Saturday, July 31, 2021
Wendy’s Window
By WendyGladney Dean
Published December 4, 2014

The holidays are a time when our hearts are supposed to be filled with joy and glee.  However, it is also a time when many are feeling heavy hearted, sad and alone.  As a mother of two young black men and a grandmother of four young black grandsons, my heart aches whenever I hear about another young black boy who has been killed.  But to be honest my heart aches whenever I hear about any child that’s been killed or hurt.  The outcome of the Michael Brown case is still fresh for all of us and my heart goes out to his family and all the families that have experienced pain, sorrow and death. 



When a situation such as Ferguson happens, it causes the community to become outraged and angered.  I understand these emotions, but we also need to have discussions around real solutions that don’t include looting, burning and destroying businesses and properties.  Years ago I heard the phrase, life is 20 percent what happens to you and 80 percent how you handle it.  In life we can’t always control the things that happen, but we can control what we think, say and do about them.  Civil disobedience with a purpose and a plan can bring anyone or anything down to their knees. Football player Benjamin Watson released a statement on social media that caught my attention.  He shared about his anger, frustration, fears, embarrassment, confusion, and how he felt hopeless, yet hopeful and encouraged behind what was happening as part of the aftermath of the Michael Brown trial. He shared how it was not a skin problem, but yet a sin problem. 


I totally understand Mr. Watson’s expressions.  I too feel some of the very same emotions.  On Thanksgiving Day several of my family members were at my home and around the dinner table we had an open conversation about what is happening regarding the killings of young black men.  I come from a multi-cultural background, my father is African American, my mother is Caucasian, my cousin is Latino, and my sons are African American.  As we sat and discussed our feelings about what is happening, we agreed that boys and men of color (including Latino) seem to be at a more disadvantage than their Caucasian counterparts. How do we help protect them?  How do we make sure this doesn’t keep happening?  What role do we play as a family and as a community?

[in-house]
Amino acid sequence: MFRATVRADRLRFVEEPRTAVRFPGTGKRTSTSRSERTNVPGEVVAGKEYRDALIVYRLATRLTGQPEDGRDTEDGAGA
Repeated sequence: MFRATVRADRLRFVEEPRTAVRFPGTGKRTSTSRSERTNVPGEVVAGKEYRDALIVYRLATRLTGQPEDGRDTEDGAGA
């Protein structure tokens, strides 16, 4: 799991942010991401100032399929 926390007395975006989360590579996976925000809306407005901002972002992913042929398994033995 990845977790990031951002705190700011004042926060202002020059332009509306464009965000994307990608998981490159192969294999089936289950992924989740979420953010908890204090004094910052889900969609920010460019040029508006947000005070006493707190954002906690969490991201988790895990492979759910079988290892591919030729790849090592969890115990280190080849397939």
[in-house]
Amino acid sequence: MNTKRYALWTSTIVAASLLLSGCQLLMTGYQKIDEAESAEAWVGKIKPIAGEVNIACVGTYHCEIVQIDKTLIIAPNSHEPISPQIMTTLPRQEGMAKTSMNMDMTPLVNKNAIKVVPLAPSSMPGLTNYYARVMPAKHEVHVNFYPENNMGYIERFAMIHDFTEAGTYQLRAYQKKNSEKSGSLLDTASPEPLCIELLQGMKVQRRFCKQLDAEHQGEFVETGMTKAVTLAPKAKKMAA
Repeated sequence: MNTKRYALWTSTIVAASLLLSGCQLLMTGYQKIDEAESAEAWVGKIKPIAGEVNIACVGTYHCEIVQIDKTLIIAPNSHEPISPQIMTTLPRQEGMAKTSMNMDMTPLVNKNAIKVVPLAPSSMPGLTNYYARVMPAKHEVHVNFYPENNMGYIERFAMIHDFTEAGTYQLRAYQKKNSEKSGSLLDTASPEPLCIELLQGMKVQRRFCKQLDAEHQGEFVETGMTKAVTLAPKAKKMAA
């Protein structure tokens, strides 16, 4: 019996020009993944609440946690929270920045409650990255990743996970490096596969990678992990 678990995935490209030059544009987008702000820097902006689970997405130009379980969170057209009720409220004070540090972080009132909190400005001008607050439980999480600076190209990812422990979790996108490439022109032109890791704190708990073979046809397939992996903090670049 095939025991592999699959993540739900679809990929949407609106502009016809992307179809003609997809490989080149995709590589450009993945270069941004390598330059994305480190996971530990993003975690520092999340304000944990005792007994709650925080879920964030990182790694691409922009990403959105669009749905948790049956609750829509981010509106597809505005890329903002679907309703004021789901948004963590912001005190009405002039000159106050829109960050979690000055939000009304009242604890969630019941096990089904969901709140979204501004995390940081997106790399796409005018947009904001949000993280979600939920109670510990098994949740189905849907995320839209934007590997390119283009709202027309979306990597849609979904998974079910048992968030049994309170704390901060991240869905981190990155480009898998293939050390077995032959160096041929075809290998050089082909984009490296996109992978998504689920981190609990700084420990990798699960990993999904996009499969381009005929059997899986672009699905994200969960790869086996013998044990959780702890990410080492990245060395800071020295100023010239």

As we demand equal treatment by those in authority, especially police officers, we must also teach our children how to protect themselves.  They too must be responsible for the choices and actions they make.  Fear plays a role in part of the problem.  White police often pass judgment when they see young men of color, and oftentimes boys and men of color feel like a target.  Systems must be put in place to change that perception (and reality). The question is how can we promote forgiveness, love and healing?  



When my children were young I taught them that right is right if no one is doing it and wrong is wrong even if everyone was doing it.  Dr. King also once said “Darkness cannot drive out darkness; only light can do that.  Hate cannot drive out hate; only love can do that.”  Are we willing to be that light and show love?


Healing Without Hate:  It’s a choice. It’s a lifestyle. Pass it on!


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Visit and  Wendy is a coach, consultant and speaker. You may email her at [email protected] Wendy is featured on Radio Free 102.3 KJLH on Front Page with Dominique DiPrima Thursday Mornings @ 5:00am. 

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